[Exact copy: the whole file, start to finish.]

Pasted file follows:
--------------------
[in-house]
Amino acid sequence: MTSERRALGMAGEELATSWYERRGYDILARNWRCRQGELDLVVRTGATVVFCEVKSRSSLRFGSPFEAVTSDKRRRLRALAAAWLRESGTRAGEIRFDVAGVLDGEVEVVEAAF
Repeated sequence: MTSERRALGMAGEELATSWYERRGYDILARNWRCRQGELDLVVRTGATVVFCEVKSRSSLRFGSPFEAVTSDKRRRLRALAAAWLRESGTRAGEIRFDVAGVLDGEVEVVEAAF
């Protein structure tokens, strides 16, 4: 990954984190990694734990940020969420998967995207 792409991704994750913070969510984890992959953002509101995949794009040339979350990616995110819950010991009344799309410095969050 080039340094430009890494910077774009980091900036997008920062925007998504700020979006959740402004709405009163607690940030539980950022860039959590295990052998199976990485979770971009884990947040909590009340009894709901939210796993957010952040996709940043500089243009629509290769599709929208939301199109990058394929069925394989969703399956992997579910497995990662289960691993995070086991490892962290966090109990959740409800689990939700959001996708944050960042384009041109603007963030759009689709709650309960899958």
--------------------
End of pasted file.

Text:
[in-house]
Amino acid sequence: MTSERRALGMAGEELATSWYERRGYDILARNWRCRQGELDLVVRTGATVVFCEVKSRSSLRFGSPFEAVTSDKRRRLRALAAAWLRESGTRAGEIRFDVAGVLDGEVEVVEAAF
Repeated sequence: MTSERRALGMAGEELATSWYERRGYDILARNWRCRQGELDLVVRTGATVVFCEVKSRSSLRFGSPFEAVTSDKRRRLRALAAAWLRESGTRAGEIRFDVAGVLDGEVEVVEAAF
């Protein structure tokens, strides 16, 4: 990954984190990694734990940020969420998967995207 792409991704994750913070969510984890992959953002509101995949794009040339979350990616995110819950010991009344799309410095969050 080039340094430009890494910077774009980091900036997008920062925007998504700020979006959740402004709405009163607690940030539980950022860039959590295990052998199976990485979770971009884990947040909590009340009894709901939210796993957010952040996709940043500089243009629509290769599709929208939301199109990058394929069925394989969703399956992997579910497995990662289960691993995070086991490892962290966090109990959740409800689990939700959001996708944050960042384009041109603007963030759009689709709650309960899958």